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Permaculture Plants: Comfrey

  • Comfrey is a “must have” plant in the Forest Garden.
    Common Name: Comfrey

    Scientific Names:
    • Symphytum asperum (Rough/Prickly Comfrey):
    • Symphytum ibericum (Dwarf Comfrey): 12-16” tall and wide
    • Symphytum grandiflorum (Large-Flowered Comfrey): 8-12” tall, 18” wide
    • Symphytum officianale (Wild/Common/Medicinal Comfrey): 3-5’ tall and wide
    • Symphytum orientale (White Comfrey): 2-3’ tall, 12-18” wide
    • Symphytum tuberosum (Tuberous Comfrey): 1-2” tall and wide
    • Symphytum x uplandicum (Russian/Caucasian/Quaker/Blue Comfrey) = natural hybrid of S. asperum and S. officinale: 1-4’ tall, 3’ wide
    Family: Boraginaceae (the Borage or Forget-me-Not Family)

    Comfrey growing as companion plants to fruit bushes.

    Comfrey is a fast-growing, perennial, herbaceous, clump-forming plant typically with a deep tap-root (that helps draw up nutrients), large leaves (that can be cut and dropped in place or moved to an area where you want/need those nutrients), and small, pretty flowers (that attract a large number of beneficial insects). It can grow in a wide range of growing conditions. It is an ideal “fertilizer” plant in the Forest Garden.

    Symphytum officinale

    • Comfrey is a native to Europe and Asia.
    • It has been cultivated since around 400 B.C.
    • Used medicinally in China for over 2,000 years.
    • First brought to Britain in 1800.
    • WIld Comfrey was shipped to North America by English immigrants and Russian Comfrey was shipped to Canada in 1954.
    • The name “comfrey” comes from the Latin for “grow together” – even ancient people understood the value of Comfrey!
    • Also known as “knitbone” after its traditional medicinal use in assisting the healing of broken bones.
    Comfrey’s small flowers attract a lot of beneficial insects.

    Primary Uses:
    • Mulch – can be cut 1-2 x per year (4-5 x per year if fertilized) to about 2 inches above ground and used as a green or “chop and drop” mulch. Avoid harvest in the first season.
    • Liquid Fertilizer – steeping chopped Comfrey leaves in water for several weeks produces a thick, dark liquid that can be diluted with water and “fed” to plants.
    • Mineral Accumulator – high in potassium, but also phosphorus, calcium, Copper, Iron, and Magnesium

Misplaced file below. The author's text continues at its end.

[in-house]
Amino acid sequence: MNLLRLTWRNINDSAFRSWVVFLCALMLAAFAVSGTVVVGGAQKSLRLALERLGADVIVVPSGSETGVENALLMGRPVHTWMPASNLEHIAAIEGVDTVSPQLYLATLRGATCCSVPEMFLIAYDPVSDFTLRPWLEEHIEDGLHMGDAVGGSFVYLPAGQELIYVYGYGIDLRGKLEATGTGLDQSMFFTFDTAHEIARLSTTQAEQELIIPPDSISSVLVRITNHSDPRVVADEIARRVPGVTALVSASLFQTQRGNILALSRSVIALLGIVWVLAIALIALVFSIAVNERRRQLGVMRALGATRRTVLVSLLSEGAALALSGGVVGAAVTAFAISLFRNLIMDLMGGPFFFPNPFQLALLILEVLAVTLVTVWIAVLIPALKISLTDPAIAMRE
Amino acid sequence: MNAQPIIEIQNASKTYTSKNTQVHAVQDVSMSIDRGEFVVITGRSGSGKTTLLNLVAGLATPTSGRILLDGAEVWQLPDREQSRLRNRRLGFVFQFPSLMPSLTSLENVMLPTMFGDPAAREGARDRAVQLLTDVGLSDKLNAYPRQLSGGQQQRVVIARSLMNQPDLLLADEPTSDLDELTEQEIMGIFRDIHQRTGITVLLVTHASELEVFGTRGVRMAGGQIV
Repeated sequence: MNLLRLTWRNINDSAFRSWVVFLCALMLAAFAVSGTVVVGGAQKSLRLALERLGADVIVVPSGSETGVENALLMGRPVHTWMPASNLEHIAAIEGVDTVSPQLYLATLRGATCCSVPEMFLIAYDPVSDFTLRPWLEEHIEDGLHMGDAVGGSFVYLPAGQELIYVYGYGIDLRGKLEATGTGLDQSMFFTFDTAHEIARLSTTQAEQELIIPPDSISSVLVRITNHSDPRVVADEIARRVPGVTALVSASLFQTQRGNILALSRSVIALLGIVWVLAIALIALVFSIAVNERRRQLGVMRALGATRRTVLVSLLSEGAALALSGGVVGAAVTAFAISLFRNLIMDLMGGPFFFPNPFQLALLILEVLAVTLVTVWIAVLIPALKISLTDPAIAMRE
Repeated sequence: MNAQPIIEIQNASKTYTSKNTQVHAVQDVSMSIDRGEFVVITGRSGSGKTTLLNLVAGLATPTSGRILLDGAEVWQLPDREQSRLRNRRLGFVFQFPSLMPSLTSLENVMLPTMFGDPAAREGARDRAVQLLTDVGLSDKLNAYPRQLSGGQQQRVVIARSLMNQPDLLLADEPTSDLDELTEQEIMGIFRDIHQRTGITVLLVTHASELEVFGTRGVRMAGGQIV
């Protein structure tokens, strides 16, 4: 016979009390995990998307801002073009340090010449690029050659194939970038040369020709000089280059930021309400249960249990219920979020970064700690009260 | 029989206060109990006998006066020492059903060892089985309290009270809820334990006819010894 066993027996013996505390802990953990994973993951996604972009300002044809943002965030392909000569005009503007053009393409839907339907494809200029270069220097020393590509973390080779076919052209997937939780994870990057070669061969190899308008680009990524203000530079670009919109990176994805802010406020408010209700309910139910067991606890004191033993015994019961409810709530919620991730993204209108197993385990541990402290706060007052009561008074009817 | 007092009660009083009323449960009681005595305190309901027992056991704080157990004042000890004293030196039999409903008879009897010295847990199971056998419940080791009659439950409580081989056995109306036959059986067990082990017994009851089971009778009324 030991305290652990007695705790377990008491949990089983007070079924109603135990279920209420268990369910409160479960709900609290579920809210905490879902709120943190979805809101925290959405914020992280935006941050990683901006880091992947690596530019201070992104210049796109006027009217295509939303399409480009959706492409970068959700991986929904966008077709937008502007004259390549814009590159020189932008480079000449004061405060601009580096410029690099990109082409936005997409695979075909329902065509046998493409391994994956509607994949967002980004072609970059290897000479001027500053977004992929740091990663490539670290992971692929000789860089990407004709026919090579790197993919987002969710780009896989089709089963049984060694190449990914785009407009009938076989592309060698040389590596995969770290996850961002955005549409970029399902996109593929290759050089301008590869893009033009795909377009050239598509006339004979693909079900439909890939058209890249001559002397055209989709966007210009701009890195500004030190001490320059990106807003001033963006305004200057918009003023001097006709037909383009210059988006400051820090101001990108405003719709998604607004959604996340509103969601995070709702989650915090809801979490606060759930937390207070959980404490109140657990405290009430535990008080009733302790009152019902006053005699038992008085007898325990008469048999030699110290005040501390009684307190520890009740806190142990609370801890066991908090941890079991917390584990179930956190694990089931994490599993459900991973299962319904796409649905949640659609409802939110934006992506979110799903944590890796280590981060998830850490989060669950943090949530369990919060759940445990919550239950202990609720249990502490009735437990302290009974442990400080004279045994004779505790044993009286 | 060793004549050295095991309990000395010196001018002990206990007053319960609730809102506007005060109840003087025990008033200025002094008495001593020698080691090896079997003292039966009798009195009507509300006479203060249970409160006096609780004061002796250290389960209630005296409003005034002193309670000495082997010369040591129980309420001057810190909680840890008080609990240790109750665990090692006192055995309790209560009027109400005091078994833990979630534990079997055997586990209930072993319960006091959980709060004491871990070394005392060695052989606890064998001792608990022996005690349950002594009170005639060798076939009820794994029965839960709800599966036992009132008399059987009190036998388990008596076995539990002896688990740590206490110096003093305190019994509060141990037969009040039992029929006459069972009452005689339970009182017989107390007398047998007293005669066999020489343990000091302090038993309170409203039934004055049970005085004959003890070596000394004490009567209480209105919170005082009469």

• Ground Cover – lower growing species can tolerate some foot traffic, plant 2-3 feet apart.
    • General insect (especially bees) nectar and pollen plant
    • Lacewings prefer to lay eggs on Comfrey
    • Spiders prefer to overwinter on Comfrey
    • Parasitoid Wasps and Spiders prefer to spend time and hunt on and around Comfrey
    Secondary Uses:
    • Fresh eating – only Symphytum officianale (Common/Medicinal Comfrey) andSymphytum x uplandicum (Russian/Quaker Comfrey). Best when cooked.
    • Forage crop for pigs, sheep, and poultry, but reportedly cattle and rabbits don’t like fresh leaves (only wilted).
    • Medicinal – long history of use in aid of wound and bone healing.
    Comfrey has medium to large leaves, and some species have tiny hairs on them.

    AHS Heat Zone: No reliable information found
    Chill Requirement: No reliable information found, but likely not required.
    Plant Type: Small Tree to Medium-sized Herbaceous Shrub (while frost resistant, continued freezing weather will kill back above ground growth).
    Leaf Type: Deciduous
    Forest Garden Use: Herbaceous Layer and Ground Cover/Creeper Layer
    Cultivars/Varieties: Many species/varieties available.
    Pollination: Self-Pollinating/Self-Fertile
    Flowering: May-September (depending on the species)
    Life Span: No reliable information available

    Comfrey roots are big and deep… perfect to break up hard soil and mine nutrients.

    Size: See individual species list above
    Roots: Some have rhizomatous and others have fibrous tap roots – deep and expansive
    Growth Rate: Fast

    Comfrey’s flowers come in a wide range of colors: purple, pink, blue, white, yellow… beautiful!

    Light: Prefers full sun
    Shade: Tolerates light shade (about 50%)
    Moisture: Medium, some species can be a bit more drought tolerant
    pH: tolerates a wide range (6.5-8.5)
    Special Considerations for Growing:
    This is a great species to plant under fruiting trees. If you want to “chop and drop” frequently as a green mulch, consider fertilization with urine (yeah… just pee on it!) as a simple way to boost growth.
    • Can be propagated through root cuttings in Winter and Spring – should be planted about 2 inches deep.
    • Division in Spring.
    • Symphytum officianale (Common/Medicinal Comfrey) can self-seed.
    Maintenance: Minimal.
    • Can be spreading. (Note: the use of “Bocking 14” cultivar is sterile and prevents its spread)
    • Can be hard to eradicate.
    • Poisonous – all parts of the plant contains pentacylic alkaloids (regular consumption can cause liver toxicity)
    • Note that leaves and stems are covered in small hairs that can irritate the skin.
    Harvesting Comfrey… pretty easy with such large leaves.

    Original Article Here

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